Today, what sets HOS apart are the young volunteers that devote time and creative energies to the project. Between 250 and 300 volunteers assist in all aspects of the production, from building props to coming up with ideas and, of course, being the ghouls that make the house come alive. “You can go to any other haunted house,” says Ross, “but you walk through and it’s kind of the experience you would expect. When you come to HOS, you’re pulled into the scene. Our actors are in your face, our actors are intense, and they are the difference maker.”

But HOS is more than just a super haunted house. “We compare ourselves to a Mardi Gras krewe,” says Jay. “We have House of Shock, the Mardi Gras House of Shock float that we ride every year. We have a House of Shock Christmas party, an awards banquet where we give awards for best room and best scare, a big New Year’s Eve party, barbecues throughout the year where we get together and hang out. So it’s a community. It’s being part of something bigger than the haunted house.”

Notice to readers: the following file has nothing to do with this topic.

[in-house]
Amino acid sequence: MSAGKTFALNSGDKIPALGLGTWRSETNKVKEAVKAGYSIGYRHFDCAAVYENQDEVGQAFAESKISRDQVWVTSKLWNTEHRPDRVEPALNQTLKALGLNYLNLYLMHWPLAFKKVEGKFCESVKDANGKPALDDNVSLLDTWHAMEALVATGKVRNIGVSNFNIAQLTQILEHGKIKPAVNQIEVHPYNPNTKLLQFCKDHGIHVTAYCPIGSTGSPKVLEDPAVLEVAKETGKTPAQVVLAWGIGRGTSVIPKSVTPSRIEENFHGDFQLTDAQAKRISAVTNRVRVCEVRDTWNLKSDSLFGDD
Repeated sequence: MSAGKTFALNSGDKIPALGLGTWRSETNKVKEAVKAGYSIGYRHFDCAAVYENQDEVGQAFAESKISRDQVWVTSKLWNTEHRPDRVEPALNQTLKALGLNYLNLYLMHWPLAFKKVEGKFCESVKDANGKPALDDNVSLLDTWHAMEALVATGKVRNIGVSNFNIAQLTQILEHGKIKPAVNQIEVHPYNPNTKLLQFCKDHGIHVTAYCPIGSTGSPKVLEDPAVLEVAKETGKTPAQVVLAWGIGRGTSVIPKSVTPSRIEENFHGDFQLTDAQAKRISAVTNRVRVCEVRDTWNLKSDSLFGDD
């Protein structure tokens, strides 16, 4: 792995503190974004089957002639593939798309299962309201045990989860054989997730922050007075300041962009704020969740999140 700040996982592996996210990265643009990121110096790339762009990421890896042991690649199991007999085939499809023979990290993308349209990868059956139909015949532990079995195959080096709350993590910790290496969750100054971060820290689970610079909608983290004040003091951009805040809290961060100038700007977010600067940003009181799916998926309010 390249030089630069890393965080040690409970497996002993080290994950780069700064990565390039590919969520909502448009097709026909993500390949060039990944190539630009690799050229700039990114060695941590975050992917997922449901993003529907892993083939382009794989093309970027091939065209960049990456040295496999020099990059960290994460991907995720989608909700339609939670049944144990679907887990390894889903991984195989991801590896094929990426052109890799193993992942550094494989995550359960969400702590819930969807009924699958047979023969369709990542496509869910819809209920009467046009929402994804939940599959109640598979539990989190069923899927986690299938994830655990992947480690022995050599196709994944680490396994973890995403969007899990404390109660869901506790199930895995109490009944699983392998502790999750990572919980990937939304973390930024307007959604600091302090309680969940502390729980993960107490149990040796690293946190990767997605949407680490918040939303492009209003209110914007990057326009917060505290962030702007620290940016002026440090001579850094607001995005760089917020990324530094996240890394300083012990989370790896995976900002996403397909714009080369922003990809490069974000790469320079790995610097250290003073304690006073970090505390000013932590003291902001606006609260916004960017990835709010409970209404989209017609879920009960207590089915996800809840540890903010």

HOS has come a long way from visqueen and two-by-fours. “Last year we did the Saints’ pyrotechnics when the team runs on the field,” says Jay. “We did the same for the Hornets; we built the New Orleans VooDoo football team’s cemetery set; and we do the pyrotechnics when they [run through it] onto the field; Steve’s on tour with Nickelback [as pyro crew chief]. We’re not the outlaws anymore.” Plus House of Shock has gained national attention. Last year, HOS appeared on the Travel Channel’s Halloween’s Most Extreme special and was voted the most extreme haunted house in the country. This year the Discovery Channel shot an episode at HOS for a reality show to air in January called Guinea Pig, which measures fear as its premise. And this month, Canadian Fuse TV has plans to shoot a segment at HOS in conjunction with Voodoo Music Festival.

But what do the House of Shock guys really want?
Jay: We want Jeremy Shockey to come hang out.
Ross: We want to do House of Shockey with Jeremy Shockey.
Jay: So Jeremy, if you read this …
Ross: Just to say House of Shockey.
Jay: We’re the biggest Saints fans in the world.
Ross: Hail Saints!

Side Bar
The House of Shock Horror Show
319 Butterworth St., Jefferson
8 p.m. to midnight
Opening night: Friday, Oct. 3